How to: Diesel Particle Filter Removal

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How to: Diesel Particle Filter Removal

Post by Doggy » Mon Oct 18, 2010 10:27 pm

Now that a fully tested method exists to completely remove the DPF system, I thought I would condense the various posts down to one, comprehensive HOW-TO - here goes....

The diesel particle filter, ('DPF' or 'FAP'), requires cleaning or replacement periodically, (typically 50k, but varies wildly according to driving conditions), the Eolys additive also needs to be topped up & counters reset by your friendly, not-for-profit, Pug dealer. This little lot can set you back £600 or more.

The system is as shown below:

Item 11 is the CAT c/w downpipe & flexy section: 12 is the DPF

On the car, it looks like this:


Once it's removed, the inside looks like this:

(It's also bl00dy heavy).
The filter element was then knocked out, leaving debris like this:


Inside now looks a little more free flowing.....


and MUCH lighter - 4.1 kg lighter, in fact!

Got it re-fitted & then MOT'ed - passed the emissions test easily, (limit is 3.5, actual value 1.14, don't know the units, mg/m3 or ppm)?

Needless to say - it's not that simple. :roll: After a couple of months, I got a permanent ANTIPOLLUTION FAULT & limp mode. :cry:

I assumed that the only way to get to the bottom of what it was unhappy about would be via dealer diagnostics, so bought myself a Lexia / PP2000 clone on eBay for £ 155, then couldn't get it to work on my car, though it worked on virtually every other Pug I tried...(more later).

One of the guys on the coupe club, then made THE BREAKTHROUGH

The FAP code can be deleted from the ecu file using software called 'Ecusafe'. (This isn't generally available, but there were some bootleg versions to be had a while ago). Anyway, one of the coupe guys posted how to do it and a second posted links to example files, with and without the FAP deleted.

Unfortunately, one of the posts linked to examples of 180 bhp remapped files, (also with & without FAP), which the coupe mods felt exposed their forum to possible legal action by the tuning company that had produced the files originally. As a result, virtually all the info has been taken down and continues to be removed whenever anything is posted on the subject.

It's not my intention to post anything similar here, but if interested forum members PM me, I'll try to point them in the right direction.

(Yours truly just happened to be lurking in their neck of the woods during this, 'window of opportunity'). :twisted:

You will also need an ecu flash-programming lead to enable you to copy files to & from your car's ecu via the EOBD port. I used a Galletto 1260, purchased via eBay for about £ 25. I understand a KWP2000 will work too, perhaps there are other compatible, 'ecu flashers' out there?

The Galletto is a little interface box, which plugs directly into the EOBD port, (hidden behind the cover next to the headlight height adjusting switch), plus a USB lead to plug into your laptop. Comes with a mini DVD with the software and absolutely no instructions. I took a guess and just copied everything to a folder I'd created under Program Files, (called Galletto), & knocked up a desktop shortcut pointing to EOBD1260.exe & it worked.

.....Or at least the software started up, but it wouldn't talk to my car either, just like the PP2000 clone we mentioned earlier. :cry:
But there was now a clue - the Galletto has a red LED which should light when you plug it into the car - mine didn't. Eventually, discovered this was down to a blown fuse in the engine fusebox, that powers the 'vehicle' side of the interface. Fuse replaced and Galletto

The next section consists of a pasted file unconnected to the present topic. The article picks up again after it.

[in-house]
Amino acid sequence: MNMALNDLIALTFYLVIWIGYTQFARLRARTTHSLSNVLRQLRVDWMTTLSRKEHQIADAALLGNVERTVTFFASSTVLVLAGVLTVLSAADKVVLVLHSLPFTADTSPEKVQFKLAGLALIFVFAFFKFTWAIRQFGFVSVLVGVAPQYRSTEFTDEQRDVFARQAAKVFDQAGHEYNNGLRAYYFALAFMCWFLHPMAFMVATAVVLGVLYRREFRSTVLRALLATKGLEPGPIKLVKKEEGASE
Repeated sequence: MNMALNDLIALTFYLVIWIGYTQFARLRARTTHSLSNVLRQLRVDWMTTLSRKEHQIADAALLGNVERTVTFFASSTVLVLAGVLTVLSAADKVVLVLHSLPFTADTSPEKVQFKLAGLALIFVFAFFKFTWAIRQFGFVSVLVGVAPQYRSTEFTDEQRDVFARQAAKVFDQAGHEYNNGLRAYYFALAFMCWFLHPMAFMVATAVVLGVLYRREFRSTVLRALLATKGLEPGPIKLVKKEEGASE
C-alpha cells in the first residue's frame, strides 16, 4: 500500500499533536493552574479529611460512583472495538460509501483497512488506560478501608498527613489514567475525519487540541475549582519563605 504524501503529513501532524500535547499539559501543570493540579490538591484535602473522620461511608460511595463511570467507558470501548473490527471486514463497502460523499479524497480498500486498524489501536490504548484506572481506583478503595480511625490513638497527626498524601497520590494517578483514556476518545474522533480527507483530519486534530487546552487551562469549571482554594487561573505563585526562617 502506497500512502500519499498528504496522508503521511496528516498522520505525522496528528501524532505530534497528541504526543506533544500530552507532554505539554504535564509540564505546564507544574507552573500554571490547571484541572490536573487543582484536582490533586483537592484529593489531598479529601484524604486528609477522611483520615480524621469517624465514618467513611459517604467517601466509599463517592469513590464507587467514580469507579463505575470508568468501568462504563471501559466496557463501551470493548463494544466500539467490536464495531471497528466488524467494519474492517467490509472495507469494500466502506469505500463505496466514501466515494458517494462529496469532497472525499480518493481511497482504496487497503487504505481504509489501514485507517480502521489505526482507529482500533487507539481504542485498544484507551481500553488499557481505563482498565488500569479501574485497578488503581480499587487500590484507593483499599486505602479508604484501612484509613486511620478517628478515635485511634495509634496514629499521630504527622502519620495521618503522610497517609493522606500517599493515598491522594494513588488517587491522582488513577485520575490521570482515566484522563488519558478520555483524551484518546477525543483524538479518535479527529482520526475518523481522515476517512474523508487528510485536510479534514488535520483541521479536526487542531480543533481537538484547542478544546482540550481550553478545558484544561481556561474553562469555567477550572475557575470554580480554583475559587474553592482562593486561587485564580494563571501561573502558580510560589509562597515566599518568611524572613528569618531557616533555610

can now 'find' the car. Needless to say PP2000 worked now too. :roll:

Using PP2000, I read the engine ecu fault codes - there were about 5 separate messages, all relating to the additive ecu. I cleared all the faults, but didn't start the engine so they wouldn't come back.

Next, I swapped to Galletto and copied my original ecu file off the car at least three times saving each on different media after checking all reported the same checksum via Galletto, so fairly sure I could restore it if need be.

Then I copied a standard 136 bhp no-FAP file I'd got via the coupe forum links to the ecu, started her up and hey presto - no faults, no limp mode, happy doggy. 8)

I have now covered about 4k miles with no problems whatsoever.

I've also checked the car with PP2000 - I won't go into detail, but it's obvious it no longer 'cares' about the DPF. It also makes no attempt to regenerate it, thus avoiding the fuel wasted in this operation. The car just behaves as if the FAP never existed. 8)

Though I have not yet done this, I am sure it is now possible to remove the various sensors, additive tank, additive injector, additive ecu and so on.

Since completing the work on my car, I came by a copy of Ecusafe and can confirm it will disable the FAP system in seconds, generating a no-FAP file ready to download. Works for just about every other car too, as far as I can tell.

To recap, the process involves physically removing the guts from the DPF or 'FAP' AND re-programming the engine ecu to delete the FAP system. It can be done in this order, or the software can be done first, but recognise that without active regeneration, the FAP will block, probably within a few hundred miles, perhaps sooner.

You don't necessarily need access to PP2000, but it may be needed to clear some faults.

You don't have to have your own Galletto, but as it's so cheap and lets you upgrade or restore the original files at will, I definetely recommend it.

BE CAREFUL! It is possible to lock the ecu if anything goes wrong during the flashing process, leaving an ecu in need of specialist attention and a dead car!

mods - please use this to replace the original 'How TO: Diesel Particle Filter Removal- The Final Solution?' in the KB
2003 HDi 2.2 6-speed Exec Estate